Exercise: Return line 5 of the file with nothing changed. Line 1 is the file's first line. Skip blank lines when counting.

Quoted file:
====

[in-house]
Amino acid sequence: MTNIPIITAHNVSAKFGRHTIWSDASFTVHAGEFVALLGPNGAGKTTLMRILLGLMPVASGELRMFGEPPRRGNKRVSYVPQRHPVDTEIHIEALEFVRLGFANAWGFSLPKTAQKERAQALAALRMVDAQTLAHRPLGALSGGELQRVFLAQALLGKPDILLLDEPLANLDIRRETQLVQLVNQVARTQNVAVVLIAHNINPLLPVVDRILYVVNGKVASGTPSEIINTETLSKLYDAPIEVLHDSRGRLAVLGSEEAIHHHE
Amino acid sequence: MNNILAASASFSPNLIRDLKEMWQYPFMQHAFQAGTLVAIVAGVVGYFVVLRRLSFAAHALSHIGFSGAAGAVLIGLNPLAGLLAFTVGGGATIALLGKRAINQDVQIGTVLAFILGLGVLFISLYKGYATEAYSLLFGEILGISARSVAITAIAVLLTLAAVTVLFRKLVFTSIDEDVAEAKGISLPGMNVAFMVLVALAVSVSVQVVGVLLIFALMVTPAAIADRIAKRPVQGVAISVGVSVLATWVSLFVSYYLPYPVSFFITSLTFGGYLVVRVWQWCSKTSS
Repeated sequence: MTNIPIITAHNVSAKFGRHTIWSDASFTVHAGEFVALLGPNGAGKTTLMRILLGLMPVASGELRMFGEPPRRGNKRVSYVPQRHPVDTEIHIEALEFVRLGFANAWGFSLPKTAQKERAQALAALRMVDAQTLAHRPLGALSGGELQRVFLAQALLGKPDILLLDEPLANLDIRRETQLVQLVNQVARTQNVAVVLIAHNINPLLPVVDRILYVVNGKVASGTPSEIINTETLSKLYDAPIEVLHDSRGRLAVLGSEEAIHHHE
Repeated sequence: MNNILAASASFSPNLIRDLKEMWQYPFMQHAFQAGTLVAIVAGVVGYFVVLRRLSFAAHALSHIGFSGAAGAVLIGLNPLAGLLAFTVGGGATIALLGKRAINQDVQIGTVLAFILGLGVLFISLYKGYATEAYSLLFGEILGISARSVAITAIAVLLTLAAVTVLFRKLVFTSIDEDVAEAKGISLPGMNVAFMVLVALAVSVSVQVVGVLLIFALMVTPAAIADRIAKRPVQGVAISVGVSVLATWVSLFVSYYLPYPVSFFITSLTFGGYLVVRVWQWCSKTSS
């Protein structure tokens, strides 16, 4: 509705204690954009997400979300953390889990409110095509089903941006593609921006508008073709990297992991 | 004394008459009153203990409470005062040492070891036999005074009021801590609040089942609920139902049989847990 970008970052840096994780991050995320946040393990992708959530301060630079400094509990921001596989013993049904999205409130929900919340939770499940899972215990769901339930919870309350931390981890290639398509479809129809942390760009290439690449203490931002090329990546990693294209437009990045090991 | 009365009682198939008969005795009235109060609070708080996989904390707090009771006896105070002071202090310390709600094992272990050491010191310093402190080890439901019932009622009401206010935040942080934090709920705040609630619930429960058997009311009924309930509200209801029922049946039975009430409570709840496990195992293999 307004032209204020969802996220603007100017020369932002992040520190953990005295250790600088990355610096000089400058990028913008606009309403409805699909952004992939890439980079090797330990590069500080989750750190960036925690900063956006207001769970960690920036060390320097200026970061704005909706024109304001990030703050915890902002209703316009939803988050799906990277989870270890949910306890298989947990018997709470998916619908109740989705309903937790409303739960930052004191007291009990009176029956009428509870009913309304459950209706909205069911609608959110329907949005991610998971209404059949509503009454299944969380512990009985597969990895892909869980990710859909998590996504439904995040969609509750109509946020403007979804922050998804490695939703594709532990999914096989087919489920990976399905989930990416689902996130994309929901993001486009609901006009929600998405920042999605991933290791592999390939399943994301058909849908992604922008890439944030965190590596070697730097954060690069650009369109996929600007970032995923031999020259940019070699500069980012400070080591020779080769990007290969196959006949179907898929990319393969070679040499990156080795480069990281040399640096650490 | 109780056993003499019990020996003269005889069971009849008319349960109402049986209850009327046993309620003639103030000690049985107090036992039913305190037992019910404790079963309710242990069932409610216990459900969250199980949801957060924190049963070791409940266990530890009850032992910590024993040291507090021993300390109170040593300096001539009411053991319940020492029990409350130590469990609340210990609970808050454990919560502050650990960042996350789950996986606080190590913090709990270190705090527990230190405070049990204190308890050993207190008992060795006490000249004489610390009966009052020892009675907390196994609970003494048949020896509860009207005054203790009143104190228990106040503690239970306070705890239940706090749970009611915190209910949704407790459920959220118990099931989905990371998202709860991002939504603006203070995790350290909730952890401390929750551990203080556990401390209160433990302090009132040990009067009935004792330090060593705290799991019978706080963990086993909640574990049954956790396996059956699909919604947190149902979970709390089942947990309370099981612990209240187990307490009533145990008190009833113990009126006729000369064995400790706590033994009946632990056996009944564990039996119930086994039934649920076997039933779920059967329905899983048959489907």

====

Repeated sequence: MNNILAASASFSPNLIRDLKEMWQYPFMQHAFQAGTLVAIVAGVVGYFVVLRRLSFAAHALSHIGFSGAAGAVLIGLNPLAGLLAFTVGGGATIALLGKRAINQDVQIGTVLAFILGLGVLFISLYKGYATEAYSLLFGEILGISARSVAITAIAVLLTLAAVTVLFRKLVFTSIDEDVAEAKGISLPGMNVAFMVLVALAVSVSVQVVGVLLIFALMVTPAAIADRIAKRPVQGVAISVGVSVLATWVSLFVSYYLPYPVSFFITSLTFGGYLVVRVWQWCSKTSS